As graduate student in the School of Media and Public Affairs, I am writing concerning the recently announced fees for SMPA students as reported in The Hatchet (Nov. 22, p. 1 University to charge SMPA students for new facility).
As I understand, I am not directly affected as a graduate student. However, I still feel the need to write in protest of the fees. There are a number of reasons I am opposed to these fees, aside from the fact that this decision was made behind closed doors with no discussion or input from those affected. Students had to find out from the campus newspaper.
Two thousand dollars may not seem like much to those who made the decision, but I think it is a very significant amount for those students who will pay. These fees will hurt enrollment in the SMPA programs. Students are already required to go through an application process and must be accepted into SMPA from the Columbian School of Arts and Sciences. There will be very little incentive to join SMPA if these fees are instituted. I am sure many students will elect to be a media and public affairs minor or take SMPA classes as electives rather than pay these fees.
I’ve even spoken to SMPA undergraduates who have said that such a fee may force them to drop out. The fact is everyone will use this building and everyone will benefit from it.
As one of its functions, this building is specifically designed to host media events. The topics for these events could range from politics to physics. Additionally, everyone benefits from the increased prestige and visibility of the University.
The fact is that what is good for one department in the University is good for everyone involved with the University. To single out students for fees when these will not be the only students benefiting seems an injustice. Even within the degree program, there are some students that will have much more access to the technology for which these fees are intended. Someone on the electronic media track will use and have access to much more of this technology than those students who elect to focus on political communication.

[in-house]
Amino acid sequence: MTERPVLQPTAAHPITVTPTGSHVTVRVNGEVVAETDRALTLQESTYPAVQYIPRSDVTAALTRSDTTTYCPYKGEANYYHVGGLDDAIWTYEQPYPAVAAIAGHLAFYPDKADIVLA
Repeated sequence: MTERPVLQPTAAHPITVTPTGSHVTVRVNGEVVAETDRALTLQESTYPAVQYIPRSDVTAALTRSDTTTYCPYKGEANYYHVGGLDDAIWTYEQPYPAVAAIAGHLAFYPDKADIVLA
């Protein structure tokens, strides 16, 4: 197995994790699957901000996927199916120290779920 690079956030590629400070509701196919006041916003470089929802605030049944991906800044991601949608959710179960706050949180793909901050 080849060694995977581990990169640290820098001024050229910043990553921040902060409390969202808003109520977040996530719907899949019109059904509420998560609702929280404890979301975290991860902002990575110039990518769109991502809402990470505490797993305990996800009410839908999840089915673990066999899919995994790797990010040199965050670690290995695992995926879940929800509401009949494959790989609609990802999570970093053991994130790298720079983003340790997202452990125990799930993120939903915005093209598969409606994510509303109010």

Are we then to assess fees to only those electronic media students? It seems to be a strange precedent to begin to sell degrees a la carte. Using this logic, an English major should pay less because they use less technology. Chemistry majors should pay much more.
The really disturbing fact is how this money could be distributed among the general population. At approximately 250 SMPA majors times the $2,000 fee, that is $500,000. Spread out among 7,000 undergraduate students, that is only $71.43. Or why not spread out the fee among the graduate students as well, seeing that everyone benefits from this upgrade? That would reduce the cost to $29.41 a student!
These targeted fees are misguided. It will do nothing but hurt the SMPA program and, in turn, the University as well. The media are an ever-present aspect of our society, and the study of it is one of the largest growing disciplines at any institution. To single this program out and set it back for what would amount to $3.68 a semester over every student’s four-year career is not a wise decision.
I am quite sure students would sacrifice one Super-Size meal at McDonald’s for the sake of upgrading the quality of their education and the reputation of their institution.
-The writer is a first-year graduate student in the School of Media and Public Affairs.